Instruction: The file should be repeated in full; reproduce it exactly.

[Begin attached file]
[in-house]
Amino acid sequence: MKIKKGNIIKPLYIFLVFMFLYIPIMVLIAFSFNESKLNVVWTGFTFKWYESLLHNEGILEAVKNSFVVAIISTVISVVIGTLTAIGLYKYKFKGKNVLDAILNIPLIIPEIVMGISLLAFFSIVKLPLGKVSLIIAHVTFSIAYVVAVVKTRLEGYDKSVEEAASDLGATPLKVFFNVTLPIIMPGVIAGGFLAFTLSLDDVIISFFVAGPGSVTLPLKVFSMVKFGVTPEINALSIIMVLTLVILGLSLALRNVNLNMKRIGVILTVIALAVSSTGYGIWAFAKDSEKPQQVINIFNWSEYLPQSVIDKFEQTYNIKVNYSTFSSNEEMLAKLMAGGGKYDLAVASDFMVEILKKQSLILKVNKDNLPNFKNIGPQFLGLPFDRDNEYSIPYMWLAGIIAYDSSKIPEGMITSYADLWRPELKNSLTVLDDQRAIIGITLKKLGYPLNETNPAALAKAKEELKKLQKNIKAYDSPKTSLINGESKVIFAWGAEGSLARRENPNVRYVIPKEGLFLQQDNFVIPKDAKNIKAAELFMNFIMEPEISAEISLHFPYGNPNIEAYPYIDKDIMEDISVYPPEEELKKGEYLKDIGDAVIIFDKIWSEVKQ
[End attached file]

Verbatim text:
[in-house]
Amino acid sequence: MKIKKGNIIKPLYIFLVFMFLYIPIMVLIAFSFNESKLNVVWTGFTFKWYESLLHNEGILEAVKNSFVVAIISTVISVVIGTLTAIGLYKYKFKGKNVLDAILNIPLIIPEIVMGISLLAFFSIVKLPLGKVSLIIAHVTFSIAYVVAVVKTRLEGYDKSVEEAASDLGATPLKVFFNVTLPIIMPGVIAGGFLAFTLSLDDVIISFFVAGPGSVTLPLKVFSMVKFGVTPEINALSIIMVLTLVILGLSLALRNVNLNMKRIGVILTVIALAVSSTGYGIWAFAKDSEKPQQVINIFNWSEYLPQSVIDKFEQTYNIKVNYSTFSSNEEMLAKLMAGGGKYDLAVASDFMVEILKKQSLILKVNKDNLPNFKNIGPQFLGLPFDRDNEYSIPYMWLAGIIAYDSSKIPEGMITSYADLWRPELKNSLTVLDDQRAIIGITLKKLGYPLNETNPAALAKAKEELKKLQKNIKAYDSPKTSLINGESKVIFAWGAEGSLARRENPNVRYVIPKEGLFLQQDNFVIPKDAKNIKAAELFMNFIMEPEISAEISLHFPYGNPNIEAYPYIDKDIMEDISVYPPEEELKKGEYLKDIGDAVIIFDKIWSEVKQ